If I had to work only one month each year in the Bay Islands I would certainly pick April. Only if I didn't like my work, that is. There is definitely more opportunities to party than work in these 30 days of spring: Garifuna Festival, Holy Week, Bay Islands Carnival, and to cap the month off, May Day. I probably missed something as well.
Can the church goers and party animals respect each others attitudes for that one week? Can we get along?There are pre-Christian elements in many Holy Week celebrations and going to the beach and binge drinking in some ways only emphasizes that pre-Christian, or is it post-Christian link. In many European countries, the Monday after Easter is a major Holiday. In Poland there is "smigus dyngus," a bizarre tradition that derives itself from a water god from before 966 A.D., or baptism of the first Polish king.
The "smigus dyngus" tradition is to spray water on someone before they do so to you. My grandmother used to take advantage of my late sleeping habits and sprinkle (bad) cologne water on my face as I was still sleeping. I guess since the Polish Sea is freezing cold in April, a carnival on the beach wasn't ever an option there.
All in all, over the last ten years the water festival has turned "a little" violent. The Monday after Easter hooliganism escalated so much that many people don't leave their houses for fear of being assaulted. All day long, all over Poland there are groups of youth that roam the deserted streets in search of unsuspecting victims waiting for buses, taking a stroll in parks or just walking. Buckets of freezing water shower them before they can close the doors of their cars, hide behind building corners, or just run. This we think of as the "Polish Carnival."
Is Semana Santa still Santa? In many places it is less and less so. I remember the anticipation of going to the church on Easter with my family as a nostalgic picture of the past. This was one day of the year that we all, with no exceptions, went together to church. Even my grandfather shined his shoes, shaved his thick gray hair and walked hand in hand with my grandmother to take part in the mass.
But these traditions have passed and in order to keep them alive we have to reinvent them time and time again. We have to tell our children what are the right and wrong things to do on Easter just like our parents did, or despite them never doing so. We shouldn't let mass media and social pressures dictate how we spend this most important week of the Christian calendar. There are holidays just a few days apart that are perfect for strolling on beaches and drinking beer: Bay Islands Carnival, May Day. The day marking Christ's death or resurrection shouldn't be one of them.
by Thomas Tomczyk

local news

CARNIVAL at Coxen Hole

LEFT: Meylin Orellana, 13, and Juan Carlos,13 , from Juan Brooks's school in Coxen Hole took first place in the dancing competition that took place on the streets of Coxen Hole. "We only danced three times before," said Meylin about her partner. "Other boys don't like to dance too much. They are too shy," she added.


RIGHT: 142nd anniversary of the return of the Bay Islands to Honduras was celebrated on may 26. "Other years we had nicer festivals. This year we have to save money to take care of the streets," said Ms. Mirna Puerto Cruz, commissioner of Education for the Coxen Hole Municipality, responsible for cultural and civic events. The only time that there was no festival was after hurricane Mitch. There were games, dancing contests and races in downtown Coxen Hole. The McNab family provided a five dressage horses which paraded through the streets.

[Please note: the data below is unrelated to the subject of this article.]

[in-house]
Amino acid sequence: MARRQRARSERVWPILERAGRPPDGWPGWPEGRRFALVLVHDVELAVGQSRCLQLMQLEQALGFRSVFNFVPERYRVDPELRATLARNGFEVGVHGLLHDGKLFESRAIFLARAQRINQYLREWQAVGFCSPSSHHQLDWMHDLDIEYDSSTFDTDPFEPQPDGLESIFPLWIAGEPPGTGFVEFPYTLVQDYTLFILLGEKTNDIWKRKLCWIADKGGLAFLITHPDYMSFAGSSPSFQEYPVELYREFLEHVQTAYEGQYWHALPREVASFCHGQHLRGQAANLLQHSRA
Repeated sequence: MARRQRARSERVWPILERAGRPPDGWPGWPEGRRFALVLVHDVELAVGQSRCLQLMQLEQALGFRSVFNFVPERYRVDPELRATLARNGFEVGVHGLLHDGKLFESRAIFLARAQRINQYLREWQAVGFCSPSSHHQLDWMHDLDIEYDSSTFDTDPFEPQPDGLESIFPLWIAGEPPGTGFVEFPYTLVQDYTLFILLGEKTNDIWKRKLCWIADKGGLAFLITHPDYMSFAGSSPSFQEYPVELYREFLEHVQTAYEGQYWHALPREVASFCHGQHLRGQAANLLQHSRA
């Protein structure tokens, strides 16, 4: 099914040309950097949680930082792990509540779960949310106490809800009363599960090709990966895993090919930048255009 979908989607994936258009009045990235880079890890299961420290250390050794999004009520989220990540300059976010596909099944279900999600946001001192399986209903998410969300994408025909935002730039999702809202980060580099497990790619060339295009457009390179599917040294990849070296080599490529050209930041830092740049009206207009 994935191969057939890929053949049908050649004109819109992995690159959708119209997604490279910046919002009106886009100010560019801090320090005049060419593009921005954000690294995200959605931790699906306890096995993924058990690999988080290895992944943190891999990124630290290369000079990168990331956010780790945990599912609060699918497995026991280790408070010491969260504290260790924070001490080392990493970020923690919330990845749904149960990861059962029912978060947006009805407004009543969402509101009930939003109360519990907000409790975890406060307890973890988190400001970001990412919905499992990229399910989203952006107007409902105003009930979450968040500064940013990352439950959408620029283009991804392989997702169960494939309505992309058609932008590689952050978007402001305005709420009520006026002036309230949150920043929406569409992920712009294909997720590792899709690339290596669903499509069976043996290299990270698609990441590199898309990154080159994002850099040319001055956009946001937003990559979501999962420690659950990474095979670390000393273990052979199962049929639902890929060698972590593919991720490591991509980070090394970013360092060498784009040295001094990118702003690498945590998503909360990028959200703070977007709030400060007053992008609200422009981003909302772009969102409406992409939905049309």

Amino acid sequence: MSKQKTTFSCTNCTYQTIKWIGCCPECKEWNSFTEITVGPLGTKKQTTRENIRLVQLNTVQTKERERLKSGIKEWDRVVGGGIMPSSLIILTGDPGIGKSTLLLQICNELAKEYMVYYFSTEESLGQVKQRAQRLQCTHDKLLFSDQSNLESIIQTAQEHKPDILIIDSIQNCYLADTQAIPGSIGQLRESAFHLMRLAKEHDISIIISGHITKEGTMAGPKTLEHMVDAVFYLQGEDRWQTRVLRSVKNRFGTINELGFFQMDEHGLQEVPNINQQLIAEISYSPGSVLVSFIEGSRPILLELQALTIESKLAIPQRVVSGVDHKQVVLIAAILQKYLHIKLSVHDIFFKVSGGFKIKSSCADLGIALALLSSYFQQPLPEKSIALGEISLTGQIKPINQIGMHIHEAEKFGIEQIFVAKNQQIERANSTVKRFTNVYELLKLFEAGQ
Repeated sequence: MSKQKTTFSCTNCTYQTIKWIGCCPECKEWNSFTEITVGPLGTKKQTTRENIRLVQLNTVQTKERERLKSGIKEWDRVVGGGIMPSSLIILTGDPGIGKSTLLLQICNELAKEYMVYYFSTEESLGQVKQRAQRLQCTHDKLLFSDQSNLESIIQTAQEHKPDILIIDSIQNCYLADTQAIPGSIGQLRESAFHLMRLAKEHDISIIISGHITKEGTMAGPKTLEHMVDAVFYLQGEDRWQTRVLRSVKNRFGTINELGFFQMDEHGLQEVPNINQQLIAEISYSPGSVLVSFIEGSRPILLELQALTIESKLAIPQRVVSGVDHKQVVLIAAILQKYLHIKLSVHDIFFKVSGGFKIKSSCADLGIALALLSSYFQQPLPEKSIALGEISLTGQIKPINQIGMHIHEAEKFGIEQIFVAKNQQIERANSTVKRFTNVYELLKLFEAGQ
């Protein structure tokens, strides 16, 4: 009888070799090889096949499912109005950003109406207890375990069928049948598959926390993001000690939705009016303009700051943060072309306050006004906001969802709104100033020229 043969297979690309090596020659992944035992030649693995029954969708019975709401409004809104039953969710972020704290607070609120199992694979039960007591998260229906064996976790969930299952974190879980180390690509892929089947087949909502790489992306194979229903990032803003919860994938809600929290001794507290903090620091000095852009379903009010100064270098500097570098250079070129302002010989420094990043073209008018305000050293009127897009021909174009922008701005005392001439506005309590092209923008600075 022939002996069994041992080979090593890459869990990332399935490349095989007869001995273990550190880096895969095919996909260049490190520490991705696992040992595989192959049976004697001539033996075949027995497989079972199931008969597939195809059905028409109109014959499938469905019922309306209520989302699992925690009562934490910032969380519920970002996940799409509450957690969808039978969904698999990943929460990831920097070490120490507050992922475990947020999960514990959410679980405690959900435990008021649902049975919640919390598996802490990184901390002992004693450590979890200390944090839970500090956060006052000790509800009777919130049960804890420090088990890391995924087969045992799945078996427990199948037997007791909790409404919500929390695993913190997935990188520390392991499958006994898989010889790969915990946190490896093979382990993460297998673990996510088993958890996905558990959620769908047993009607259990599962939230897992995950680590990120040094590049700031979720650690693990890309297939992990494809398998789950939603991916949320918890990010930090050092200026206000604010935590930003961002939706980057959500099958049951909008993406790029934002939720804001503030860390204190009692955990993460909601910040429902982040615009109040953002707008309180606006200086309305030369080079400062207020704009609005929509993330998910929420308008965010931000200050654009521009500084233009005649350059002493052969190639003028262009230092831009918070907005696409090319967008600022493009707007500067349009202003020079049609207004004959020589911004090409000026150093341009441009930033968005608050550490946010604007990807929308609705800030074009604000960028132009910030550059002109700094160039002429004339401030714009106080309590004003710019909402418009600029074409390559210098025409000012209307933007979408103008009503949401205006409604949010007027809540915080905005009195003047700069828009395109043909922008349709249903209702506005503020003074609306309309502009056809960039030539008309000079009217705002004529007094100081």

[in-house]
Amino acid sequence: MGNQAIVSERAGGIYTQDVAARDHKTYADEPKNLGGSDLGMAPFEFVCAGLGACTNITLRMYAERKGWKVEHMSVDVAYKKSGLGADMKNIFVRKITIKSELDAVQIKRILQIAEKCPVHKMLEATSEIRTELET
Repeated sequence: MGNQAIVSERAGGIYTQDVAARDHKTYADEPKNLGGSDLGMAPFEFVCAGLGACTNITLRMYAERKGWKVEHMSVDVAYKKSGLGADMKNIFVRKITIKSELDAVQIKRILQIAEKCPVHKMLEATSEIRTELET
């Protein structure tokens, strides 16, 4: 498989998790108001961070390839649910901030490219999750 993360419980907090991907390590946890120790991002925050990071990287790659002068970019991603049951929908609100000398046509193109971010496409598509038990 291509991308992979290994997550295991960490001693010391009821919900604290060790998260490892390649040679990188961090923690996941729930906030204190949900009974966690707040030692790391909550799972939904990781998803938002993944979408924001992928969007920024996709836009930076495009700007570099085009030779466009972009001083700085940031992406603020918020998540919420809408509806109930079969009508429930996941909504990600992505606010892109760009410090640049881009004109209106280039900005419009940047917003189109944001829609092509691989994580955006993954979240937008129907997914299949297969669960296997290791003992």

Business news

Mixing Business with Song
by Christa Maxfield

A passion for music and their simple powerful love of their mission became Levite nonprofit organization. A two person group of Karen Botkin and Adam Watts performed at Rudy's "Saturday Night of Celebration" in West End. The duo enchanted and enriched the evening for over 100 locals and tourists. Karen and Adam also visited and performed a small concert with Angela Rourk's Children's Bible Study on West End and the Methodist Bilingual School.
Karen is a songwriter with a graceful, alluring voice. Adam artfully accompanies her with his rich and compelling guitar sound. This new grass roots enterprise is appealing to the spirit of freedom and culture and the heart of many communities.
Adam and Karen met two years ago on a missionary trip in Mexico. Karen was attracted to Adam's music, the "strength", she said of his guitar. He had recently finished studies. She asked him; if you could do just what you wanted, what would you do? His answer was to travel and do music. They started to write music together: Karen writing the lyrics, Adam composing the music. In discovering their mutual talent, the two knew their desire to do mission work. They are both nondenominational Christians.
Karen and Adam support their business and themselves in a simple fashion: at home in Columbus, Ohio; Adam teaches guitar and Karen teaches voice and directs choir. That money goes into their personal living account.
With several years of business experience, Karen set up the ministry account. The money generated from the performances pay for equipment, venues, marketing, production of CD's, traveling and accommodation expenses. According

to Botkin, you have to be quite savvy business-wise to set up a ministry. "I've done very well financially," said Botkin. "But, many in the ministry don't like to talk about the financial side.
"The cost of staying for one week in Roatan came to $1,000 per person. The financial vehicles for their ministry are the concerts in the US. No tickets are sold but money comes from the audience freely.
Roatan is the group’s first mission debut performance outside the United States. Peggy Stranges, a friend of Levite from Columbus, Ohio, is an independent missionary on Roatan and worked with Greg Rouak's Saturday Night Celebration to facilitate Levite's concert on April 26.
One song written and performed by Karen was "The quiet water song." Karen said she was inspired when Adam, strumming on his guitar, was slowly drawing down on it with a pen each string sending out a crystal like sound. Karen sang to the water on Roatan, "of a quiet; deep and clear, a watery world, you could see to the bottom" and she quoted the scripture of, "He leads me beside still waters and restores my soul."
The Levites exalt in their new business. It's a new kind of enterprise. One which lives the message they feel a responsibility to share and herald: "Our generations need to know that Jesus was a hero who lived a radical life in his time: a compassionate healer legendary for his lesson of resurrection and enlightened consciousness teaching the powerful communion of love. Music is the media, the heart the message, their path… business.



































































Read other issues of
the Bay Islands Voice

No. 1
March 27 2003
No. 2
April 10 20
No. 3
April 24

No. 4
May 8

No. 5
May 22
No. 6
June 5

No. 7
June 19

No. 8
July 3


No. 9
July 17